Here is another excellent example of the use of video for prototyping, by Anab Jain and Louise Klinker, both graduates of the Royal College of Art’s Design Interactions MA program. The project was also featured in Bill Buxton’s book “Sketching User Experiences”.
Today’s lab gave me trouble, but not from the coding: This time, I found the actual physical setups confusing. However, after much troubleshooting, checking and double-checking connections, etc., everything worked just as it should.
For those of you playing at home, view the lab here.
“When two people start a conversation, they usually begin talking alike within a matter of seconds,” says James Pennebaker, professor of psychology at the University of Texas at Austin. “This also happens when people read a book or watch a movie. As soon as the credits roll, they find themselves talking like the author or the central characters.”
Because style matching is automatic, it serves as an unobtrusive window into people’s close relationships with others.
Style matching has the potential to quickly and easily reveal whether any given pair of people — ranging from business rivals to romantic partners — are psychologically on the same page and what this means for their future together.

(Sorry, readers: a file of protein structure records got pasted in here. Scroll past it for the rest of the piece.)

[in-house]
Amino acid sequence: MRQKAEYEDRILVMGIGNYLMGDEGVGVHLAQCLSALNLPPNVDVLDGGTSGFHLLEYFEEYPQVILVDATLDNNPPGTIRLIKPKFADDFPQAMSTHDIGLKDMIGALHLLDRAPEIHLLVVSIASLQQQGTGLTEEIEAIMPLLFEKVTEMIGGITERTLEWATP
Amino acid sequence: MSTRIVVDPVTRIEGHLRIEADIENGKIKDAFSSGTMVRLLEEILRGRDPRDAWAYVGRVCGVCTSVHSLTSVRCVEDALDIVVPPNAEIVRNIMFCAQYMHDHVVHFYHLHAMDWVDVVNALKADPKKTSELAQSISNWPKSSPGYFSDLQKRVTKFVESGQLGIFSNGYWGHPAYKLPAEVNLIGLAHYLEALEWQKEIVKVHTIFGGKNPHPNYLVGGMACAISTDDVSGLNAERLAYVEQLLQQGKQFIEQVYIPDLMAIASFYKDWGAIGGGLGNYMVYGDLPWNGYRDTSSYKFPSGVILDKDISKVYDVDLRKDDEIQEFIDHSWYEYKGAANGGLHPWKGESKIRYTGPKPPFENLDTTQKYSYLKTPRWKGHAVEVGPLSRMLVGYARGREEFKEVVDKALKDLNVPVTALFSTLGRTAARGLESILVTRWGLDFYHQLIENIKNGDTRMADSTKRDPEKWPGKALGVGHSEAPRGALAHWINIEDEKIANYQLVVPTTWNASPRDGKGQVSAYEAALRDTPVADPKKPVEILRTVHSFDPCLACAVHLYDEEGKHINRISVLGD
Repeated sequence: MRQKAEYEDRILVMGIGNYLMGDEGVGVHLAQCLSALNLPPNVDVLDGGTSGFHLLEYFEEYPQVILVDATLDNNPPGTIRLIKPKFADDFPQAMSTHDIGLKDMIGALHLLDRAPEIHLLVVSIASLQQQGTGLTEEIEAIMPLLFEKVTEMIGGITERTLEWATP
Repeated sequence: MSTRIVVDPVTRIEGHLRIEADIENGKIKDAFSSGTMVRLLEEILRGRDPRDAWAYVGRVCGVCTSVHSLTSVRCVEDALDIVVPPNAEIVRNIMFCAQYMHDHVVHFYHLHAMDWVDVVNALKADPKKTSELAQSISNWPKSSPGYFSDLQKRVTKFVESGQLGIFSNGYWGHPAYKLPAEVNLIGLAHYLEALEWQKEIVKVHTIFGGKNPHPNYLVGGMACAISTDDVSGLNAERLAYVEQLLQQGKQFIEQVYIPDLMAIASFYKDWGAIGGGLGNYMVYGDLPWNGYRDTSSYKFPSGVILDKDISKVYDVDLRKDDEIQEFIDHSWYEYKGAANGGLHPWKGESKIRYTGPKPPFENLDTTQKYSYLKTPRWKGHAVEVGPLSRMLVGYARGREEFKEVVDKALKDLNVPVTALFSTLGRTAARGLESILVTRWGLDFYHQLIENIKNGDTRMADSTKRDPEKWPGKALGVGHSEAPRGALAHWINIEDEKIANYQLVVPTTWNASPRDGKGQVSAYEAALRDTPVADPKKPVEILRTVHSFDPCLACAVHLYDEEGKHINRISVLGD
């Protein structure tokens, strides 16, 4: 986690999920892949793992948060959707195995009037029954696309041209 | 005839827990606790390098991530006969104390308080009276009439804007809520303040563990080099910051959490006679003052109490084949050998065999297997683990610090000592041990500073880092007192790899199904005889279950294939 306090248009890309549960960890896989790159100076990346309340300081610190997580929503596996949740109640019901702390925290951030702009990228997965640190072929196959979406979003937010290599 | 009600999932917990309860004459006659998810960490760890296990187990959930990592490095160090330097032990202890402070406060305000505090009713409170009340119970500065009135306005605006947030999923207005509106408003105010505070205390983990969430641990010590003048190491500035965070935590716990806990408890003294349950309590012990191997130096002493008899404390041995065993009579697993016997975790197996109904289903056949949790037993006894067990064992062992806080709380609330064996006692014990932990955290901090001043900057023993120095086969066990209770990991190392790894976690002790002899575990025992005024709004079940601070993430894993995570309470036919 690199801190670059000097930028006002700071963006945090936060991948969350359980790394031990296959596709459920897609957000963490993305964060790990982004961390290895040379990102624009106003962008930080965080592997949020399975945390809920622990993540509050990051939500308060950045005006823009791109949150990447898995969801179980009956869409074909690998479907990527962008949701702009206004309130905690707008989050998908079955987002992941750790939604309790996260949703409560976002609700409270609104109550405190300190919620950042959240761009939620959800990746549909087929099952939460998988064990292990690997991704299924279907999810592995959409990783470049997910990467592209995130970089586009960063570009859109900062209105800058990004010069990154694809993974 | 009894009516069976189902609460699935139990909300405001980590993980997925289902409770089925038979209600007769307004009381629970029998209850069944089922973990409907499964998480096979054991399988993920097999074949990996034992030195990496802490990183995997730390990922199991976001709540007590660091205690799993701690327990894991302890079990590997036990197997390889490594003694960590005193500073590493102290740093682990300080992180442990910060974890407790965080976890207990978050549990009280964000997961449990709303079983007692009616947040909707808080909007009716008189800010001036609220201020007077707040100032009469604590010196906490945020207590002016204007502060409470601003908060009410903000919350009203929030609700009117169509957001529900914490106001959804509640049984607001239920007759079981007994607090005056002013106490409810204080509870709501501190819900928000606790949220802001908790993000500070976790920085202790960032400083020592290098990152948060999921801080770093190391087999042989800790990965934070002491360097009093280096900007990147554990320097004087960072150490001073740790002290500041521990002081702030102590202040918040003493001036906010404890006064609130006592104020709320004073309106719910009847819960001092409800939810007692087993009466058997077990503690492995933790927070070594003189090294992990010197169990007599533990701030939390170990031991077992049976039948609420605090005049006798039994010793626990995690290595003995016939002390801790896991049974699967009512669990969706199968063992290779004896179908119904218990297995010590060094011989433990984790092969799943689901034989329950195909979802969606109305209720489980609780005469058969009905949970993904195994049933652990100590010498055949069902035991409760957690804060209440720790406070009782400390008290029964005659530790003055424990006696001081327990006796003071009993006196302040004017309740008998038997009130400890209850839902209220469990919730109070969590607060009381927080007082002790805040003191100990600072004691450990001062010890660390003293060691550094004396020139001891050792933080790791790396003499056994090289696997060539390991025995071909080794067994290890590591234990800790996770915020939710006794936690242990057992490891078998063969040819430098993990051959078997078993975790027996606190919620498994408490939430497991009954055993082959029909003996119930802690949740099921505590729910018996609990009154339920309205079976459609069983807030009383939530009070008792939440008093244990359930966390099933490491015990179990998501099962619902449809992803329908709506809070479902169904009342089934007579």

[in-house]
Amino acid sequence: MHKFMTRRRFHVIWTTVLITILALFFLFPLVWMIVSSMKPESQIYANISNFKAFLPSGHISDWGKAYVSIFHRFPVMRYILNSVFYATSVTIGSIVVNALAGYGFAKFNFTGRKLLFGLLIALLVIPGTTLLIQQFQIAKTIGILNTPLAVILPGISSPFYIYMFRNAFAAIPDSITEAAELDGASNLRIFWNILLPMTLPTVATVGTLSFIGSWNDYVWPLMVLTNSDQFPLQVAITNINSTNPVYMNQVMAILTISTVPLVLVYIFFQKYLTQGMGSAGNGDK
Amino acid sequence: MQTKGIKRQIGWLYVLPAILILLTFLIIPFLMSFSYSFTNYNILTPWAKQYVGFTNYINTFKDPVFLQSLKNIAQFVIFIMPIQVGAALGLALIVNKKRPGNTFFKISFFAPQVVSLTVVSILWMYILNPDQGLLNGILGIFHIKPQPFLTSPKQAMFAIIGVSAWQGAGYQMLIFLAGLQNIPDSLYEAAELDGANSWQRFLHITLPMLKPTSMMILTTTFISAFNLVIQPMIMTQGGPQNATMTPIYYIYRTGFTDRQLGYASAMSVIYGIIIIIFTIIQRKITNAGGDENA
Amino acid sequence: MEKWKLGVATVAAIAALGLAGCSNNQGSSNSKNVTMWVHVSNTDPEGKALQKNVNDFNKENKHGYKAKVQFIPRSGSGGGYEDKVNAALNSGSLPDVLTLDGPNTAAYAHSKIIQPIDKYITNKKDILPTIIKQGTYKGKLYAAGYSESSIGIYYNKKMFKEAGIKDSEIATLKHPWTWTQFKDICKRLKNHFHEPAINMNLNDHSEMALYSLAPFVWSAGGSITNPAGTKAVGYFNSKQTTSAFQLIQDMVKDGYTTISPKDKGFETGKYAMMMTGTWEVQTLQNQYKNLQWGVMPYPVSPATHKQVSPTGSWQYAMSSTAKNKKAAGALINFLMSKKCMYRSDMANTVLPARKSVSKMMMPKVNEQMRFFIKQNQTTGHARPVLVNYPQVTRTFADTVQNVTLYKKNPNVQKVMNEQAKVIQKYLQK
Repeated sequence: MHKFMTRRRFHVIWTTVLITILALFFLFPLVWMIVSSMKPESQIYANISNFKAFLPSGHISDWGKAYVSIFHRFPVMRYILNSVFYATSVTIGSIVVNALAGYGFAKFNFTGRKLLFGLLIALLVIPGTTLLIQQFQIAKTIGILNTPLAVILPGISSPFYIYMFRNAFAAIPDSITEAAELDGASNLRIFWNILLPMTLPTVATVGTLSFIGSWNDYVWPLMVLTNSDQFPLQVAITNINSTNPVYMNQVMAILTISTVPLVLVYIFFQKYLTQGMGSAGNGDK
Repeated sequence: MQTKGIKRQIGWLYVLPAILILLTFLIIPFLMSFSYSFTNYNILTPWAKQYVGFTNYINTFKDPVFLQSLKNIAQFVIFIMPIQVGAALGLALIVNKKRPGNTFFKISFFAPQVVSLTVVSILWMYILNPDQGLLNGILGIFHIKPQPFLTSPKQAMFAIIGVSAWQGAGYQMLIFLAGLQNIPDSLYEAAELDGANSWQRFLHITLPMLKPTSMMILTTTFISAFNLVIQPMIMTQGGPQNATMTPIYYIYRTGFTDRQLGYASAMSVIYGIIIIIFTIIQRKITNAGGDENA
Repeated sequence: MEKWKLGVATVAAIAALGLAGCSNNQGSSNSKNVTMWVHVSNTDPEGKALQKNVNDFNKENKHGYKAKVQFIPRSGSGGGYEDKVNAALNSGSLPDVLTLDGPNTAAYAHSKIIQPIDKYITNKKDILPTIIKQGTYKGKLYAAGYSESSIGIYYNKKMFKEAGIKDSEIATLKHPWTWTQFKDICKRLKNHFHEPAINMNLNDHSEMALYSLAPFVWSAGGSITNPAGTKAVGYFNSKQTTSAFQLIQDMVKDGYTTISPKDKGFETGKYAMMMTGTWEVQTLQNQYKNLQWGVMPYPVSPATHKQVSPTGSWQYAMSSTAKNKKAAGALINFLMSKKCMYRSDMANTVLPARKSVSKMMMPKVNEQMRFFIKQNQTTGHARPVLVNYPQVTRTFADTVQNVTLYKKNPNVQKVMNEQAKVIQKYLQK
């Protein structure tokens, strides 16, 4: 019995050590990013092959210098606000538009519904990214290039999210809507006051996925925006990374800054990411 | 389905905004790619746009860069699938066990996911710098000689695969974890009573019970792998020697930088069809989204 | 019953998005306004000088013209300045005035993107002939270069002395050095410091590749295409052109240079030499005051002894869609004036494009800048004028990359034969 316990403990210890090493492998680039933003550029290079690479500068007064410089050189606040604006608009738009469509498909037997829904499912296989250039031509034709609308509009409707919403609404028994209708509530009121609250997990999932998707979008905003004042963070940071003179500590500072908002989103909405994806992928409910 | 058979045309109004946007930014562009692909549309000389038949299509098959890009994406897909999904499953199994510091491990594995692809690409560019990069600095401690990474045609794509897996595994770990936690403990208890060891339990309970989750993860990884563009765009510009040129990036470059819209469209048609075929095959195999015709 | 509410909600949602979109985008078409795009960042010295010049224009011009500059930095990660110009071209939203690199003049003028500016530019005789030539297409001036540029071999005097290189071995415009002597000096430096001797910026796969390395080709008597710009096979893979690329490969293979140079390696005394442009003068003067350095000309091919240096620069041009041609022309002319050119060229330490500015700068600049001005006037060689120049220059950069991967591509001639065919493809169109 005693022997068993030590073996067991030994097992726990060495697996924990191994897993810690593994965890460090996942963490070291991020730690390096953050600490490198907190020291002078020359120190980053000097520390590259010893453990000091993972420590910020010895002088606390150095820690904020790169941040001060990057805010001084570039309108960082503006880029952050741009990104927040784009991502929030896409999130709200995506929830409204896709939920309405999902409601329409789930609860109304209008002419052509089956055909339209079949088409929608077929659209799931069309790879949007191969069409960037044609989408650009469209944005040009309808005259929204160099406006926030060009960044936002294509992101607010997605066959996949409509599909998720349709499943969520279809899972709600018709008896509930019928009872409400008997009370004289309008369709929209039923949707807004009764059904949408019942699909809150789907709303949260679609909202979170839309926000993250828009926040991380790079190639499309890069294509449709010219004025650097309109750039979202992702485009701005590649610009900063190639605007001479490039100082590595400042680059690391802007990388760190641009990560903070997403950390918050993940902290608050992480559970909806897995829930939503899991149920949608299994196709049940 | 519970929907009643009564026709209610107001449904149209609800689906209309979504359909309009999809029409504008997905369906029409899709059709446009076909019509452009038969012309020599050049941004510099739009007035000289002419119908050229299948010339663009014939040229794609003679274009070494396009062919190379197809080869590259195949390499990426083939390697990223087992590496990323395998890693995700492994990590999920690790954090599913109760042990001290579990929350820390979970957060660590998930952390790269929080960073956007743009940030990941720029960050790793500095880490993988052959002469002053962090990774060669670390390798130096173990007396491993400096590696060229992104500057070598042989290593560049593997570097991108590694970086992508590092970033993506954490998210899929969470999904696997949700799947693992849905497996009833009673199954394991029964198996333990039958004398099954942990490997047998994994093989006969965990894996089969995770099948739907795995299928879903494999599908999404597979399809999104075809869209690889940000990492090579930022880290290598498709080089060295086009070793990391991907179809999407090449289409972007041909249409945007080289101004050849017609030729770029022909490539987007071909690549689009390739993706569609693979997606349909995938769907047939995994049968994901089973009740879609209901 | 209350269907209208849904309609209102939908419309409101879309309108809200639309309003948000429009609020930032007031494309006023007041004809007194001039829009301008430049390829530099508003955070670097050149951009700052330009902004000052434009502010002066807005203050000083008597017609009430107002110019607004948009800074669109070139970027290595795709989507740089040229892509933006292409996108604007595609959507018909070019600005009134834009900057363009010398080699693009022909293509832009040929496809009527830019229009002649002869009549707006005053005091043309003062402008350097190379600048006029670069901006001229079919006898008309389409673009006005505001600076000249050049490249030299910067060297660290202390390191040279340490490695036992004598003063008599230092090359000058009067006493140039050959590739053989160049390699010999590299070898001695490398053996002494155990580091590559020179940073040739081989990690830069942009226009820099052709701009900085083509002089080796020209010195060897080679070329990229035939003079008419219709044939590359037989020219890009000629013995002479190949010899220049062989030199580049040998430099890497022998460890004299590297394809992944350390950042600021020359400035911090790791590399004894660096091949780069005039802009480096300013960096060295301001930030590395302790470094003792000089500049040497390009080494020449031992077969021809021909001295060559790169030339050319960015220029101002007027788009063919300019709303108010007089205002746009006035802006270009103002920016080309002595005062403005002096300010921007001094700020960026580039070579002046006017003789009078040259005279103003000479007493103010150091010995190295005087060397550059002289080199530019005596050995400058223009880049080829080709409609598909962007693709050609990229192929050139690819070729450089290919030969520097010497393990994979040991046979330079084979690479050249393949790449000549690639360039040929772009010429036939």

Does style matching extend beyond language to fashion? To food? To travel preferences? It would explain a great deal.
It took me a while to get going on this lab, but I think I generally understand what’s going on now. I worked with Erin, which definitely helped (having someone to bounce things off, commiserate/celebrate with). I did have to check out code from the previous class’ work, but doing so really helped me understand exactly what I was doing.
Definitely the best part of the lab was constructing Snoopy… I think he’s so cute! In all seriousness though, I am much more comfortable with static and linear things (like drawing, or simple timeline type drawing) vs. the variable type things (like the bouncing ball).
One thing I failed at pretty epically was resizing Snoopy. I eventually got it to work by creating a float variable for size, and then working to apply that throughout the drawing. However, I initially tried using scale();, which works, sort of. I wanted to be able to use it to define the size change once across the entire draw function, which worked. But, it breaks the system down because it doesn’t reset, and it continues to affect whatever follows after it (even outside of that function, which I don’t understand).
One really helpful hint: when drawing in Processing, it’s better/easier to lay out your drawing first in Photoshop, with each shape in a different layer. Once your drawing is complete, reset the document’s origin to wherever you want the origin to be in Processing. Then, when coding your shapes, simply show the origination points of each shape in Photoshop to give how many pixels you have to add to your xPosition or yPosition. This definitely saved me some serious time when coding Snoopy (who has quite a number of shapes).